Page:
Next time, we’ll meet a jack of all trades, master of none with dysprosium.
Until then, this is T. R. Appleton, reminding you that Brawndo’s got what plants crave! It’s got electrolytes!
- Rare Earth Phosphors For X-Ray Conversion Screens, US Patent US3725704A.
- Radiation Physics, X-Ray Exposure Reduction Using Rare-Earth Oxysulfide Intensifying Screens. Robert A. Buchanan, Solon I. Finkelstein, Kenneth A. Wickersheim, October 1, 1972.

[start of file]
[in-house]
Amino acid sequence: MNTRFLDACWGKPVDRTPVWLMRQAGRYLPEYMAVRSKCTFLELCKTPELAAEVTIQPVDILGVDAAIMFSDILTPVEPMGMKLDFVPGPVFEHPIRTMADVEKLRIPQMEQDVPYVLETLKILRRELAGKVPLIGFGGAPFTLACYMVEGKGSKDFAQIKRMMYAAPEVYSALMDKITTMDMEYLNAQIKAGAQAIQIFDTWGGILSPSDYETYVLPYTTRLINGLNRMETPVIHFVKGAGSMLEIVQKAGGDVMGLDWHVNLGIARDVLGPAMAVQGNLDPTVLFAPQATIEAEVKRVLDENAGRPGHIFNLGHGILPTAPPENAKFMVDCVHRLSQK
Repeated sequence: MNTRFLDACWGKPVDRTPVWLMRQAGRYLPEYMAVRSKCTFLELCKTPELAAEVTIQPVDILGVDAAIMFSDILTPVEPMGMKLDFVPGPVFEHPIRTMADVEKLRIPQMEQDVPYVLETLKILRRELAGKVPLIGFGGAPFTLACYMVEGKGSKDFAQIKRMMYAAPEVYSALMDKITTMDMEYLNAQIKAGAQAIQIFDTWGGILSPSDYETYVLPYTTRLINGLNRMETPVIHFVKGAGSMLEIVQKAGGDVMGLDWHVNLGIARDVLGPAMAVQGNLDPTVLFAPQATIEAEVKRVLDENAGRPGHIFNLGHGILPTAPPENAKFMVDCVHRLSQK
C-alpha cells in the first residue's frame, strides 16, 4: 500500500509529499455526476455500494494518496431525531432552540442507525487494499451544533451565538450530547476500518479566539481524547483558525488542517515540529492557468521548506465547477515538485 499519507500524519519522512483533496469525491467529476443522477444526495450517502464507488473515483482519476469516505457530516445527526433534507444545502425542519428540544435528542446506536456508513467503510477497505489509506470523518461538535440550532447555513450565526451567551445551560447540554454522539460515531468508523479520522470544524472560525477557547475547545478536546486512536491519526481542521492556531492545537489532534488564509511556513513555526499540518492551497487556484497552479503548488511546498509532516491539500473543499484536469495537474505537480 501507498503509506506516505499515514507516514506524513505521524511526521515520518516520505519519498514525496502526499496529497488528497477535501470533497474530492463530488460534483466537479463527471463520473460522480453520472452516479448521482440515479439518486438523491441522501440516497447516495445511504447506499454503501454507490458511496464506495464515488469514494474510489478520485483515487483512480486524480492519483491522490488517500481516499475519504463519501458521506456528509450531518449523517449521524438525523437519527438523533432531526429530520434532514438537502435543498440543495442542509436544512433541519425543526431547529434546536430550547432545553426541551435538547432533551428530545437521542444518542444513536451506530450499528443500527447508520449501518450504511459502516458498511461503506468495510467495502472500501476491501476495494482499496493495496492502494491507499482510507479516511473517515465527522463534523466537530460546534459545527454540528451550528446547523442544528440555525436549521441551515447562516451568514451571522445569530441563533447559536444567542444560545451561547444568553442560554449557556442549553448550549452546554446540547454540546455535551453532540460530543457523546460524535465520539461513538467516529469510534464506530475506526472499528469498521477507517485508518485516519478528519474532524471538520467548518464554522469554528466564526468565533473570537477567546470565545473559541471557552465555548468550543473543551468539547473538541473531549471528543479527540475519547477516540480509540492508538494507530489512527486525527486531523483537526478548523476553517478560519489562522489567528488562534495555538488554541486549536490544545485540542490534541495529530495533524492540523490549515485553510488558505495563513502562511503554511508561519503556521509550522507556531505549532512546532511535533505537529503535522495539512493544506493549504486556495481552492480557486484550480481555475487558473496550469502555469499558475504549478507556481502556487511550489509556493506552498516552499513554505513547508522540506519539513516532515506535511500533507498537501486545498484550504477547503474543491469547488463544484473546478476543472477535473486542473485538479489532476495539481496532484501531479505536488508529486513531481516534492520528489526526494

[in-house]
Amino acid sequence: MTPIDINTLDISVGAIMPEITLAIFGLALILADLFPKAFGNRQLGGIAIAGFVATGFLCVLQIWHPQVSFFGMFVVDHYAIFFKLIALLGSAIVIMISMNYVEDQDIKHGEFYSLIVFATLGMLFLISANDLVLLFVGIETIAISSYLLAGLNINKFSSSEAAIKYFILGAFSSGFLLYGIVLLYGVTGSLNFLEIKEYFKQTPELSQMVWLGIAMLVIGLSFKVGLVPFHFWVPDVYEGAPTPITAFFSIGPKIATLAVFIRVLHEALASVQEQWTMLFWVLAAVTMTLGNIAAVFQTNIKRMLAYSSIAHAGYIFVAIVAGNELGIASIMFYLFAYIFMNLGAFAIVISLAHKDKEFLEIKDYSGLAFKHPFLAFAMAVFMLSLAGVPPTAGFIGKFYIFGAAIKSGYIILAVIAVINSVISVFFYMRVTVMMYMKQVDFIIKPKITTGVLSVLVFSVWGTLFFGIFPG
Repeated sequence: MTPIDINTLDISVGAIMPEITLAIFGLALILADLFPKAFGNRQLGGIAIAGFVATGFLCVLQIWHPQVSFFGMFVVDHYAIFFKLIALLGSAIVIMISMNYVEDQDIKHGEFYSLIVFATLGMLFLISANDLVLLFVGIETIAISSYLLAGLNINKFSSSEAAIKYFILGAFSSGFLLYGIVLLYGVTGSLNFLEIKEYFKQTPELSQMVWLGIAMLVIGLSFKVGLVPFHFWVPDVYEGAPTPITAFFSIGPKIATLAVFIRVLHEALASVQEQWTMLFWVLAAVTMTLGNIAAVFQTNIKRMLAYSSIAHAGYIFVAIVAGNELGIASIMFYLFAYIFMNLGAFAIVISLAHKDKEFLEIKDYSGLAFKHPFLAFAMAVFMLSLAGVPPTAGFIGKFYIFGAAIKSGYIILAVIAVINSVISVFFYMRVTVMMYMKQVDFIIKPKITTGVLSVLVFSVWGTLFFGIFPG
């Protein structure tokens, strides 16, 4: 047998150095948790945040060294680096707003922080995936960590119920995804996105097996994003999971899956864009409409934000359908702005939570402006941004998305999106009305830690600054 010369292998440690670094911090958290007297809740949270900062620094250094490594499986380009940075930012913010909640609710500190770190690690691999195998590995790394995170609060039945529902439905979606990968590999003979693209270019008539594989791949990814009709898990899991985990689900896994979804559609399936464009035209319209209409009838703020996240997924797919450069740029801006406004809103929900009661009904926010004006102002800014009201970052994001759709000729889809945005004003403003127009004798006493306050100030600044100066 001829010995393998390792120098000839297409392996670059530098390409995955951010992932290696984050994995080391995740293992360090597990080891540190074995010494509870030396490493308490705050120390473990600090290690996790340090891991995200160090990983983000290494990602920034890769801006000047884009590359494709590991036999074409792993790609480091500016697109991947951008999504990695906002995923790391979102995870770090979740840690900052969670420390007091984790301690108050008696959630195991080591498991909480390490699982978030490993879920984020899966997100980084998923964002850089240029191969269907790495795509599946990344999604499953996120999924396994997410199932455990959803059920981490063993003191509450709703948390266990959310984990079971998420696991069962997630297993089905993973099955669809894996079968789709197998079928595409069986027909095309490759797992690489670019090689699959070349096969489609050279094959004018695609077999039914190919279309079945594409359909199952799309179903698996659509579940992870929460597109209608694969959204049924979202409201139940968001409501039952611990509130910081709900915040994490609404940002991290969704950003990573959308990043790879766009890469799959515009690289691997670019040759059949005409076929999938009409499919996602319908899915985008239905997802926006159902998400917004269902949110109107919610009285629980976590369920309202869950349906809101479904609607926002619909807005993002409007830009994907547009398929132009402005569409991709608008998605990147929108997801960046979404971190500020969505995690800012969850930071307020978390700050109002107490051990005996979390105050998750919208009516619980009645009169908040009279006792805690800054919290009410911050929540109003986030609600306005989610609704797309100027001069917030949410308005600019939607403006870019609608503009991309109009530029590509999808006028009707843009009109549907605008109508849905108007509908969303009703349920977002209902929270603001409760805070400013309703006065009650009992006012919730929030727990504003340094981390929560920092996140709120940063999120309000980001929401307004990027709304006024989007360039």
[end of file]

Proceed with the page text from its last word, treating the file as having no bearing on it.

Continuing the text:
- deep owls
- Episodes From The History Of Rare Earth Elements, p. 50-51. Edited by C. H. Evans, 2012.
- Episodes From The History Of The Rare Earth Elements, p. xvii-xviii. C. H. Evans, 2012.
- Svenskt Biografiskt Lexikon, p. 739-732. Anders Lundgren, 1985-1987.
- The Chemical Industry In Europe: Industrial Growth, Pollution, And Professionalization, p. 75. Ernst Homburg, Anthony S. Travis, Harm G. Schröter, 2013.
- BBC News SCI/TECH, Bug Sets Windows Shaking. Ivan Noble, March 18, 2002.
- ZDNet, Soundbug. Rupert Goodwins, April 24, 2002.
- Straight from the source!